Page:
Standardized drought indices in ecological research: why one size does not fit all

Christian Zang, Allan Buras, Adriane Esquivel Muelbert, Alistair Jump, Andreas Rigling, Anja Rammig

Research output: Contribution to journalLetterpeer-review

23 Citations (Scopus)
83 Downloads (Pure)

Abstract

Defining and quantifying drought is essential when studying ecosystem responses to such events. Yet, many studies lack either a clear definition of drought, and/or erroneously assume drought under conditions within the range of “normal climatic variability” (c.f. Slette et al., 2019). To improve the general characterization of drought conditions in ecological studies, Slette et al. (2019) propose that drought studies should consistently relate to the local climatic context, assessing whether reported drought periods actually constitute extremes in water availability.While we generally agree with their proposal, we argue that standardised climatic indices, such as the Standardized Precipitation and Evapotranspiration Index SPEI (Sergio M Vicente‐Serrano, Beguería, & López‐Moreno, 2010) as highlighted in Slette et al., cannot be recommended as stand‐alone criteria for drought severity, especially when applied in a global context. We base our critique on three major points: (1) standardisation can lead to a misrepresentation of actual water supply, especially for moist climates, (2) standardised values are not directly comparable between different reference periods, (3) spatially coarsely resolved data sources are unlikely to represent site‐level water supply.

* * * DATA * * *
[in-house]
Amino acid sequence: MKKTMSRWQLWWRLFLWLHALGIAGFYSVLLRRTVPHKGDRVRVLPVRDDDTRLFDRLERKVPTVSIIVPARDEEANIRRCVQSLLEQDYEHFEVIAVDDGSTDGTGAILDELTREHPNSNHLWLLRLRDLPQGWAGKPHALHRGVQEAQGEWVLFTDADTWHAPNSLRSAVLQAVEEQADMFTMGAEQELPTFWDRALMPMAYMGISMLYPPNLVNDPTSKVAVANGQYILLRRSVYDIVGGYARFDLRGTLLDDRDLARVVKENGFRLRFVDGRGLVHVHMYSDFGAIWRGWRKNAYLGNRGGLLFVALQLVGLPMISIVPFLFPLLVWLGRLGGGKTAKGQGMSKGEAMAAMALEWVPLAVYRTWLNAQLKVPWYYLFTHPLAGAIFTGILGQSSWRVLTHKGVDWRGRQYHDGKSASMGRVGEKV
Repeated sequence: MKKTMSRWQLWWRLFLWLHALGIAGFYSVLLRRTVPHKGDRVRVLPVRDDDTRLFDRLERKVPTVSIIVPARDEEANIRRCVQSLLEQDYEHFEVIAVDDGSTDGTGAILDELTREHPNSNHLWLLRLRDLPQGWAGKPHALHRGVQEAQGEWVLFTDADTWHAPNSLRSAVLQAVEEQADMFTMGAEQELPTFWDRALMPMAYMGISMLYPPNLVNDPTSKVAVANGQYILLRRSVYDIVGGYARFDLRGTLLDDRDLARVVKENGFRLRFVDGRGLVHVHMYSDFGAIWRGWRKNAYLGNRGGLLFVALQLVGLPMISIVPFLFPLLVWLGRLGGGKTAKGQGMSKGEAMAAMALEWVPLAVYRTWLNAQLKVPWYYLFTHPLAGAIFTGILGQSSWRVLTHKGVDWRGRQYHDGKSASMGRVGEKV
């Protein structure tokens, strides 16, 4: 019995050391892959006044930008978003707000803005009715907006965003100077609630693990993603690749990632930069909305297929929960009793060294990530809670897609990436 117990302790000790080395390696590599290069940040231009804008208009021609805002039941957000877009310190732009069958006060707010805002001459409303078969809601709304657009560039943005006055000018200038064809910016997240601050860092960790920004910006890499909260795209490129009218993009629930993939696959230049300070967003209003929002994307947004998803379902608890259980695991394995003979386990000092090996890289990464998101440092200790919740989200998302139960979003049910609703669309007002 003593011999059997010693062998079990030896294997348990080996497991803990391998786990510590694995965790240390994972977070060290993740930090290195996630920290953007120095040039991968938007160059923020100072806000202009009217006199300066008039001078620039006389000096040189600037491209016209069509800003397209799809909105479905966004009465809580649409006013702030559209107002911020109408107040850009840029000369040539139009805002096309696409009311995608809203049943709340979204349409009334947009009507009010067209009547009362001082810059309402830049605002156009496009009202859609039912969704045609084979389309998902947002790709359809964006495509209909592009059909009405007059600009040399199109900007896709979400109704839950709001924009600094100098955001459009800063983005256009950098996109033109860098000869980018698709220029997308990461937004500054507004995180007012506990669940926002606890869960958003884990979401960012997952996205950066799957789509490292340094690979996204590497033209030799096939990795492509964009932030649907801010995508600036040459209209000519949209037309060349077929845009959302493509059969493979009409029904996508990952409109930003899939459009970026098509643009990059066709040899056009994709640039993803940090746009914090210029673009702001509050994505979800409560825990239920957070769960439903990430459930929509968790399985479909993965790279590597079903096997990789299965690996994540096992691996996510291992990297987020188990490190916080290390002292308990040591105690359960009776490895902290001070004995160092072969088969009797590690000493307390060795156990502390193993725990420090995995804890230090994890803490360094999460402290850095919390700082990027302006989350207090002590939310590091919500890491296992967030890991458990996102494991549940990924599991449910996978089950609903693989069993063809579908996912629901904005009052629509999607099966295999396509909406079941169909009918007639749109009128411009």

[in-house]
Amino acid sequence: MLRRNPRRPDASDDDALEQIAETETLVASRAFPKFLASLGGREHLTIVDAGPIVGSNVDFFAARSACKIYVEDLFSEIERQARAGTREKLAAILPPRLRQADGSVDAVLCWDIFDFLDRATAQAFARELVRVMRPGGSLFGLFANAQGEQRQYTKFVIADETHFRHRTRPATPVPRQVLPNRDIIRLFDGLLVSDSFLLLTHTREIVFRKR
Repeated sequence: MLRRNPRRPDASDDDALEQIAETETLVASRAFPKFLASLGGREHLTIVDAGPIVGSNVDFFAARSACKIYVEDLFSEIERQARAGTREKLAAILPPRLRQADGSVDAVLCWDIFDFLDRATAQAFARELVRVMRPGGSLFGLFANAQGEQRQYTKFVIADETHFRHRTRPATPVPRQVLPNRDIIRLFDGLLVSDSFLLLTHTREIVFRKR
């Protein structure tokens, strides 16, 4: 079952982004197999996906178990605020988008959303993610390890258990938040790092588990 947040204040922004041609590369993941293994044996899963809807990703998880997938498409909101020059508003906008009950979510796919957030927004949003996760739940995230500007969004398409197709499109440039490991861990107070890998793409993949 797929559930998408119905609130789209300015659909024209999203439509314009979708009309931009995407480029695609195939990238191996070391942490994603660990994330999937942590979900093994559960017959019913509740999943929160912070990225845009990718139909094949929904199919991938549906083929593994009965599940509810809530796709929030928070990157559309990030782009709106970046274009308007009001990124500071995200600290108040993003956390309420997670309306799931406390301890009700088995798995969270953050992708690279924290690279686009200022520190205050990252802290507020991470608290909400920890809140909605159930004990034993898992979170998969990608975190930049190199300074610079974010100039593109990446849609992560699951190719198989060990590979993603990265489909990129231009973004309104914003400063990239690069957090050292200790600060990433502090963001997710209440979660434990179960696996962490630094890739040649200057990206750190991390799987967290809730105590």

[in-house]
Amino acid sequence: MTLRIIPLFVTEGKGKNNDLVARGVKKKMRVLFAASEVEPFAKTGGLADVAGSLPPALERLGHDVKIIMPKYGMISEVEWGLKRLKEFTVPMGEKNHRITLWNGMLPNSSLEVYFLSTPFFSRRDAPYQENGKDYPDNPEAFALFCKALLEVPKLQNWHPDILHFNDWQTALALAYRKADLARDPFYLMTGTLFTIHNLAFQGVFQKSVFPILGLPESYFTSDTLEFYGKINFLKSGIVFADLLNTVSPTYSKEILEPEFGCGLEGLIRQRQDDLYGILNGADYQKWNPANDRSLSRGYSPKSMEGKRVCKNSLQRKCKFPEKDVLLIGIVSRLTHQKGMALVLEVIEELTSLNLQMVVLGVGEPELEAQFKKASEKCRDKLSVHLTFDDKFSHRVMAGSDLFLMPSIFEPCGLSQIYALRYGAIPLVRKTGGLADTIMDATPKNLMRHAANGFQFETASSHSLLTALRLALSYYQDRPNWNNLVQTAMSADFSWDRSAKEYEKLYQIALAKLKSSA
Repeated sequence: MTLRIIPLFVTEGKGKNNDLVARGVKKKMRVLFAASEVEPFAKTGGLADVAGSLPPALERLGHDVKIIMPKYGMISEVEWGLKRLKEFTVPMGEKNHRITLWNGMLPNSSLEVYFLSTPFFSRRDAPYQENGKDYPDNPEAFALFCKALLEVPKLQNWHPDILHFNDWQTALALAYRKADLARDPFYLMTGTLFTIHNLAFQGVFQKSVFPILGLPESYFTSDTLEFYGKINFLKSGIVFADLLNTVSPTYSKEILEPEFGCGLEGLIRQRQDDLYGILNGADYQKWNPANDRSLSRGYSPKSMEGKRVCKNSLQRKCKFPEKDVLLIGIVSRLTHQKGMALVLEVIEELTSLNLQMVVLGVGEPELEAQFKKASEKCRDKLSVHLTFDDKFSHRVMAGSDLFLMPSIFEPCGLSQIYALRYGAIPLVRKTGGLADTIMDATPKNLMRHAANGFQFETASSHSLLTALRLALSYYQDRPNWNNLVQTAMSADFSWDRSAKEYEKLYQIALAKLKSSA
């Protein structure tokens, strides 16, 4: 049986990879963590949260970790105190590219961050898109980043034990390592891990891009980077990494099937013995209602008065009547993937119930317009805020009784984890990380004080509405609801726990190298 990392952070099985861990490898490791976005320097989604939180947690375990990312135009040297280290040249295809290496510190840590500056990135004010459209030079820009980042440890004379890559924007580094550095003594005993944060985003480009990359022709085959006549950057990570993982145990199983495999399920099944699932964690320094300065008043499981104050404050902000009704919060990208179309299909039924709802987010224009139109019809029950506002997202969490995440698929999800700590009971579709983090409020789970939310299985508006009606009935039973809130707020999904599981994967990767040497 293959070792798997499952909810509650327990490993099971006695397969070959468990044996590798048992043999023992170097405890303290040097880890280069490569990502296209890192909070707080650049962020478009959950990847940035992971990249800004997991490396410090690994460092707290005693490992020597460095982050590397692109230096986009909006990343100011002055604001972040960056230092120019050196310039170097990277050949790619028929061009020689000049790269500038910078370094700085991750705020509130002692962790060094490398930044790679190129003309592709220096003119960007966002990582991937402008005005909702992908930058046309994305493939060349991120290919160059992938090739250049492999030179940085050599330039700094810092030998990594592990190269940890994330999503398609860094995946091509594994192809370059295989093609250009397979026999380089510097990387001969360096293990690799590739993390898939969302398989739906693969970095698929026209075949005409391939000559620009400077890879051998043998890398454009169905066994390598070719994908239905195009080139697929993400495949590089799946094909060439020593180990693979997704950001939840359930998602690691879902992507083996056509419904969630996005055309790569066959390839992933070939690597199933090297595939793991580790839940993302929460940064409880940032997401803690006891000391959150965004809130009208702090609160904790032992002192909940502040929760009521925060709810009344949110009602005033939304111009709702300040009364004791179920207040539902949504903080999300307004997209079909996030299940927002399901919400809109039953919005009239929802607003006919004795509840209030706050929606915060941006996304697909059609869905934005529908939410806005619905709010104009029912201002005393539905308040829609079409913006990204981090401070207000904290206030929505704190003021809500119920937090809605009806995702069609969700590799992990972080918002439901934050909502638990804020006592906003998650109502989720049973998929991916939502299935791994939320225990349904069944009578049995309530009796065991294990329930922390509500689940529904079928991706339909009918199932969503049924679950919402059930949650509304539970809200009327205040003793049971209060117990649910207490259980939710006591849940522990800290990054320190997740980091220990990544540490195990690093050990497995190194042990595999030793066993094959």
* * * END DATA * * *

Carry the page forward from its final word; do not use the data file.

Original languageEnglish
Pages (from-to)1-3
Number of pages3
JournalGlobal Change Biology
DOIs
Publication statusPublished - 13 Sep 2019

ASJC Scopus subject areas

  • Global and Planetary Change
  • Environmental Chemistry
  • Ecology
  • Environmental Science(all)

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